Oldham's first female Asian deputy council leader has revealed that online abusers claimed she 'slept her way' to the top and is 'likely to have STDs' as she condemned harassment and attacks on politicians.
In an emotional speech at Wednesday night’s full council meeting, Councillor Arooj Shah (pictured) slammed a series of personal attacks on her as ‘textbook misogyny’.
Coun Shah also addressed long standing rumours about her interactions with Mohammed Imran Ali, or ‘Irish Immy’, Dale Creegan’s getaway driver.
He was convicted in 2013 for assisting the killer by driving him to Leeds after his murder of gangland rival David Short in 2012.
The town hall meeting on January 8 was told that Coun Shah and Irish Immy had been childhood friends since the age of 11, and she also referenced her brother, who has also served time in prison.
Coun Shah said she knew her friendships and relationships would be ‘difficult for some people to accept’, but added she ‘can’t pretend they don’t exist, and certainly I can’t turn my back on people I’ve known since childhood’.
“I would never condone any acts, not that my brother did and not that friend did,” Coun Shah, who is also the cabinet member for social justice and communities, said.
“I do not disown people for political convenience or to advance my political career.”
But in her speech Coun Shah said that she had been personally targeted by an individual online after challenging their behaviour, which led to a campaign of abuse.
Fighting back tears, she said: “The individual deliberately sought out to bring shame to me in my community and impact my family.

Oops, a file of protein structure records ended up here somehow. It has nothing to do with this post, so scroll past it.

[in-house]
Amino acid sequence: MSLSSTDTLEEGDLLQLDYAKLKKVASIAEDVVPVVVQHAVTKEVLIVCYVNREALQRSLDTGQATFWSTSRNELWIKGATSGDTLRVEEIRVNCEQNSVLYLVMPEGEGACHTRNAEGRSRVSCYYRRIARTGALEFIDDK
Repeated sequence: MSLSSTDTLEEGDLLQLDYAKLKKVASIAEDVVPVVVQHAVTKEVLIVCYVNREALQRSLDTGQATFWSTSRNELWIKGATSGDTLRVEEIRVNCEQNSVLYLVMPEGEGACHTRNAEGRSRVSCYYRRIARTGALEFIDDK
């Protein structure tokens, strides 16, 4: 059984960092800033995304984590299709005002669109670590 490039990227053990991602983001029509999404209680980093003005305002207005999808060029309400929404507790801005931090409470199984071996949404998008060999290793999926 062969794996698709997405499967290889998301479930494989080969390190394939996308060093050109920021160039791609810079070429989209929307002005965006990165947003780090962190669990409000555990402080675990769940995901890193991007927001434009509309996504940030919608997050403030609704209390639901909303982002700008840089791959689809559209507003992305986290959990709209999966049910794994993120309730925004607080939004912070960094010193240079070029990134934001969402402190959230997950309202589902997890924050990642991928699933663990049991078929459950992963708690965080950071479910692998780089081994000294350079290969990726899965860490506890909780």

“He inferred that women in my profession must have sexually transmitted diseases, and the only reason I hold the position I hold is because I slept my way to this position.
“We are too aware that if you were to even counter every single accusation, you know that something more ridiculous and outrageous will follow – they are not about truth but intimidation.”
She told members she had always acted appropriately in her political and professional life, and had never abused her position.
“I have worked fifty times harder than my peers to hold this position. I don’t pretend to be somebody I’m not,” Coun Shah added.
She was moving a council motion on harassment and abuse in public life, which called for a letter to be written to the Minister for the Cabinet Office to seek a cross-government response in tackling the issue.
It was backed by Liberal Democrat Coun Louie Hamblett, who said the aim of the motion was not about preventing scrutiny of elected officials.
“Each individual human being should be able to go about their daily lives in peace, without having malicious intent towards each other,” he said.
“Only in the last few days I’ve been tagged in posts with generic threats and warnings about silencing free speech, including accusations of covering up misconduct simply by being a seconder to this very motion.”
Fellow Liberal Democrat Coun Sam Al-Hamdani also revealed he could no longer publish his personal address when he stood for election after receiving ‘death threats’ for being part of a mixed-race family.
“In the 2017 general election I had rape threats online,” he said.
“That’s not avoiding just talking to somebody who disagrees with you, it’s unfair threats which attack people who are just trying to benefit people in their borough or their country and it makes it difficult to stand up and stand for office.”